As with any agricultural business, there are potential tax advantages associated with llama and alpaca production. If the animals are actively raised for profit by the owner, expenses such as food and veterinary care can be written off.

Alpacas are classed as livestock, which enables farmers to operate under agricultural business rules. According to the Alpaca Owners and Breeders Association, there may also be tax benefits for passive owners who invest in alpacas. It is important for llama and alpaca owners to stay current with tax law changes.

Before considering a camelid operation, find out whether any permits or licenses are required for raising llamas or alpacas in your state. The USDA Animal and Plant Health Inspection Service website links to states' and U.S. territories' import regulations for animals and contact information for state veterinarians. For more information, visit

The property where llamas or alpacas will reside must be zoned for livestock. Check with your zoning authority before you purchase any animals. In addition, note that transporting llamas or alpacas across state lines can require considerable paperwork, testing, and vaccinations. Consult with your veterinarian or your state veterinary office for rules and requirements on interstate transport of llamas and alpacas.

To learn more, consult the ATTRA publication Llamas and Alpacas on the Farm, available at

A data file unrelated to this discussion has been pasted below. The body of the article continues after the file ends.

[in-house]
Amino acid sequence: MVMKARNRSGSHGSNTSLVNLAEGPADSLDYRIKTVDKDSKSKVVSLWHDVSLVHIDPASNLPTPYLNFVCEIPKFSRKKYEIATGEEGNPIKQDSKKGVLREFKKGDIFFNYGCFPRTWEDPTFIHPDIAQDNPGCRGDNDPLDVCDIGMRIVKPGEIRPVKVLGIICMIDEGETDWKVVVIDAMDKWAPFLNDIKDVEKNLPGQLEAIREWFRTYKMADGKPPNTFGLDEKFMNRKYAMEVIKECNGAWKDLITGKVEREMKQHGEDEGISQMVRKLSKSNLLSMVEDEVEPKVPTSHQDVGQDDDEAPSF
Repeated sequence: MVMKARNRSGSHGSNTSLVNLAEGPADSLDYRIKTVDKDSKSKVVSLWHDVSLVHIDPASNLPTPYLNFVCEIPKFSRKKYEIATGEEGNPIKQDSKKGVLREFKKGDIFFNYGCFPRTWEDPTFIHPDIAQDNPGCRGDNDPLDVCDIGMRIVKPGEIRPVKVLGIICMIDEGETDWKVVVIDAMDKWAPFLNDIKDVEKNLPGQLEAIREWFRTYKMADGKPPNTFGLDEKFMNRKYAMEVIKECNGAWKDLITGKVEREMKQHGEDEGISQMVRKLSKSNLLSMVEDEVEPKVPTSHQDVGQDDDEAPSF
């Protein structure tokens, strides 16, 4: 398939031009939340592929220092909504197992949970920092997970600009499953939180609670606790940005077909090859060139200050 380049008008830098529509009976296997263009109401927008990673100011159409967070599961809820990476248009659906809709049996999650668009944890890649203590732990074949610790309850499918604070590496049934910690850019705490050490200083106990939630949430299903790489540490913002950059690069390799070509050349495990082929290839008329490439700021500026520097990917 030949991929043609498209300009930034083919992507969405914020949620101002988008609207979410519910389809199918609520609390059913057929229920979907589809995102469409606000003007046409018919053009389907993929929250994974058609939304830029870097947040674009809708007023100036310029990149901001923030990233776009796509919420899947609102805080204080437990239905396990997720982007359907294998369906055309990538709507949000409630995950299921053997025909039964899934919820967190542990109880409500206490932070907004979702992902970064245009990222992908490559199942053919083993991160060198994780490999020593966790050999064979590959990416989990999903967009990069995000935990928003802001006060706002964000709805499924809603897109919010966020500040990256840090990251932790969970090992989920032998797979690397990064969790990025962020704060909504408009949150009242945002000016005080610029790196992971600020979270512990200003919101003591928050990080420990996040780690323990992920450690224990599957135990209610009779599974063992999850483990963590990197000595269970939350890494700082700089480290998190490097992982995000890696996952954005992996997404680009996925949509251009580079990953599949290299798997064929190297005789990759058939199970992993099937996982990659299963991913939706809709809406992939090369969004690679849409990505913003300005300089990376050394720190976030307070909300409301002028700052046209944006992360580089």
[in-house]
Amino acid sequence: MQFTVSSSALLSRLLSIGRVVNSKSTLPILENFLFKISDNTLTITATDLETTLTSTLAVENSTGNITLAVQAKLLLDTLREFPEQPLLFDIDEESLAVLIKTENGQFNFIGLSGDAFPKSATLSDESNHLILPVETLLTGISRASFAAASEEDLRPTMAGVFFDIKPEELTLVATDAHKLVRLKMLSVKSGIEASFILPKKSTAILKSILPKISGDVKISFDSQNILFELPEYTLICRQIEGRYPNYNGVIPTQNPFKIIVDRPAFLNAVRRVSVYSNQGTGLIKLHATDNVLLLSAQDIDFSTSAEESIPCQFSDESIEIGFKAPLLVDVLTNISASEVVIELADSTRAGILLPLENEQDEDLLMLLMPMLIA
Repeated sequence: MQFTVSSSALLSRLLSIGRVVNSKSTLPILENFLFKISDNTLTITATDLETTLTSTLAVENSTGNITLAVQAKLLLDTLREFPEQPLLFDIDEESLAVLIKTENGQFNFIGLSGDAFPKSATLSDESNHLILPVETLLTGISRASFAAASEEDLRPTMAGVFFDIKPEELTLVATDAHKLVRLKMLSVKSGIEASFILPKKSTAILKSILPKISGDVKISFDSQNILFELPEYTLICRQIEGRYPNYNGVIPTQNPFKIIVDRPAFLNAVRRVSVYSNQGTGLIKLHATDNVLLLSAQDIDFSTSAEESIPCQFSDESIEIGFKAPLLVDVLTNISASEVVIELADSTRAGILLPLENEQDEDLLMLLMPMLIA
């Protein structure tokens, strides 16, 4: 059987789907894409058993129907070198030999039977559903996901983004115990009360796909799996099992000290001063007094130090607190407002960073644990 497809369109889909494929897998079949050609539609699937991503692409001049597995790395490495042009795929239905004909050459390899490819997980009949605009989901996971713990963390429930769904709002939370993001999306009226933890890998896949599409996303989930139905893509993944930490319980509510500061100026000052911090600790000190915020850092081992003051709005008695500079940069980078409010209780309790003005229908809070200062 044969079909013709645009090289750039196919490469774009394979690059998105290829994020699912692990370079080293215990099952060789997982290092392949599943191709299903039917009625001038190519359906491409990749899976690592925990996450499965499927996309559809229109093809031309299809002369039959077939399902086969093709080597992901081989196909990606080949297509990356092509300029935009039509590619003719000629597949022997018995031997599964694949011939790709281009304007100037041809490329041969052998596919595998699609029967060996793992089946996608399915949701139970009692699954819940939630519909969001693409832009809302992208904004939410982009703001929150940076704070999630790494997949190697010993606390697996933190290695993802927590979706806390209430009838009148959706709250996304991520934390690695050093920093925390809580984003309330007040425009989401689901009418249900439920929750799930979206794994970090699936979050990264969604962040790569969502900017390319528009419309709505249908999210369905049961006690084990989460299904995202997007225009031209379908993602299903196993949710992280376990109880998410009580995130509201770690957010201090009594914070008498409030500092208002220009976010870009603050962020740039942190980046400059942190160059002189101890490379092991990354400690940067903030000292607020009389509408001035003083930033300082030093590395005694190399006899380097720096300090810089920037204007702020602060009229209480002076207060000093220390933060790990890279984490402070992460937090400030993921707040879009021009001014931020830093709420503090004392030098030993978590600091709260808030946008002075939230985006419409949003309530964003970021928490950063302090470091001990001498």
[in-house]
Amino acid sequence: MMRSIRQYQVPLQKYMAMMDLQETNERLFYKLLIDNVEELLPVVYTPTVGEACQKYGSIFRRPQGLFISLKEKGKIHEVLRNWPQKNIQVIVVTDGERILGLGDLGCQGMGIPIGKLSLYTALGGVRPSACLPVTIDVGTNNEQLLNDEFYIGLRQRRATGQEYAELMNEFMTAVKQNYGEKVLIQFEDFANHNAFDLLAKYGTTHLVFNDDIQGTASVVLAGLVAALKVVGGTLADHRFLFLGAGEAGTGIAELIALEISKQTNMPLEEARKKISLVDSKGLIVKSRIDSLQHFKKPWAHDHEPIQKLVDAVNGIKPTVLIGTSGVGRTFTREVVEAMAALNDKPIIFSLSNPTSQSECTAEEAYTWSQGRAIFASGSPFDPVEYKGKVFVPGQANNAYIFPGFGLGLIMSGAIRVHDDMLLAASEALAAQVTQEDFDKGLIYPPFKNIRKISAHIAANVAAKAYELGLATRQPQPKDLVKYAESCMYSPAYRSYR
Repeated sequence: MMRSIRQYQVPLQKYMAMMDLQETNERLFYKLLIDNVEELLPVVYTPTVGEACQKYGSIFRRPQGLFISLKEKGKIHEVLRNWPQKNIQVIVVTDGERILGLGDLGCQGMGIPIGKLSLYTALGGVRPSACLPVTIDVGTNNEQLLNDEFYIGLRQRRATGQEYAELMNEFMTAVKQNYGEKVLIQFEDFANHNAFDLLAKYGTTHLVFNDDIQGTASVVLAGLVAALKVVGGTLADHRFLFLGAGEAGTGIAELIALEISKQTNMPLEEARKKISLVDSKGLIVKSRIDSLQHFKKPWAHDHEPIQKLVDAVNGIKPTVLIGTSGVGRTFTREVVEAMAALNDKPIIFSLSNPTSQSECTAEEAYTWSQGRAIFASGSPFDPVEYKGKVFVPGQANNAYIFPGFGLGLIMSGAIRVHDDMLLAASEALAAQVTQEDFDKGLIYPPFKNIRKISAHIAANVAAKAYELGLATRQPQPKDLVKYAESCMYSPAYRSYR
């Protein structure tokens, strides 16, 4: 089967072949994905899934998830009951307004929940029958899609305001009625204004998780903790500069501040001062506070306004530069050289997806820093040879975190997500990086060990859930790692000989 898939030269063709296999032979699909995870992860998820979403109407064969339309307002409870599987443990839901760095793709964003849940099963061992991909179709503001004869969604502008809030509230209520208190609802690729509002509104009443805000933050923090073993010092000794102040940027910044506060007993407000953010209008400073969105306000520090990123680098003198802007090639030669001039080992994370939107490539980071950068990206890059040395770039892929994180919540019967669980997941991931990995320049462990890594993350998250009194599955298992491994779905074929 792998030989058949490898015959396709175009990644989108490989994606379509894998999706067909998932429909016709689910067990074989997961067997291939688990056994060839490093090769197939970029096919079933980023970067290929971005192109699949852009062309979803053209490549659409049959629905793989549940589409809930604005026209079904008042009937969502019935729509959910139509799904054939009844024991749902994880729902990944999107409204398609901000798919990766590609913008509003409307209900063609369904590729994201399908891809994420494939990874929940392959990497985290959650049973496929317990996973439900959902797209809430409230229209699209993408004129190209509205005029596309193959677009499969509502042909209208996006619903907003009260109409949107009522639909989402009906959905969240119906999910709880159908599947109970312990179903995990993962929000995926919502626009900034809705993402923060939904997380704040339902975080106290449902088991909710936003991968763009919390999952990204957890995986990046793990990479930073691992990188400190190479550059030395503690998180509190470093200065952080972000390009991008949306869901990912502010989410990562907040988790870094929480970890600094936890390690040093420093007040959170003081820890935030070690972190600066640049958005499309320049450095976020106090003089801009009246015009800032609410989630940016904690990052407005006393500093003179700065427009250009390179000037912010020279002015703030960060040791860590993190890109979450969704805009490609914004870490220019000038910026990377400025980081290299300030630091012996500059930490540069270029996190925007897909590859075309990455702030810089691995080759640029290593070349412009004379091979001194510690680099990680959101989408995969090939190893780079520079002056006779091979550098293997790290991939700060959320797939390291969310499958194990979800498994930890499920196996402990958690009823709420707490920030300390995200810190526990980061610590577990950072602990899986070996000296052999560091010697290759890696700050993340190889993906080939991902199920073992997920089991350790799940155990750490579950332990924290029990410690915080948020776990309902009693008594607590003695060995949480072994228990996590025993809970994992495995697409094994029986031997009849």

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Permalink Where can I find funding for a sustainable agriculture project?

Answer: There are many different funding sources, programs, and grants for agricultural production. Finding a program that matches your project will require that you spend some time exploring the many different options.

An excellent place to start is the USDA Small Farm Funding Resources, available online at This guide contains information about funding sources for beginning farmers, training, technical assistance contacts, organizations with resources and programs for beginning and experienced farmers, and more.

USDA's Alternative Farming Systems Information Center has compiled a list of useful resources and contacts that you should explore. It is available at

Building Sustainable Farms, Ranches and Communities, available at, and NSAC's Grassroots Guide to Federal Farm and Food Programs, available at, both offer information on federal grants and programs. For most of the federal programs, women receive some priority in funding. These two guides can help you find programs that may fit your project. The FSA Microloan Program is a newer program that is typically easier to qualify for and access than some of the other grant and loan programs.

Also useful are the ATTRA publications Financing Your Farm: Guidance for Beginning Farmers, available at, and Federal Conservation Resources for Sustainable Farming and Ranching, available at

Finally, ATTRA posts funding opportunities daily on its website at

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Permalink Is feeding brewer’s grain to steers beneficial? How much should I feed per head?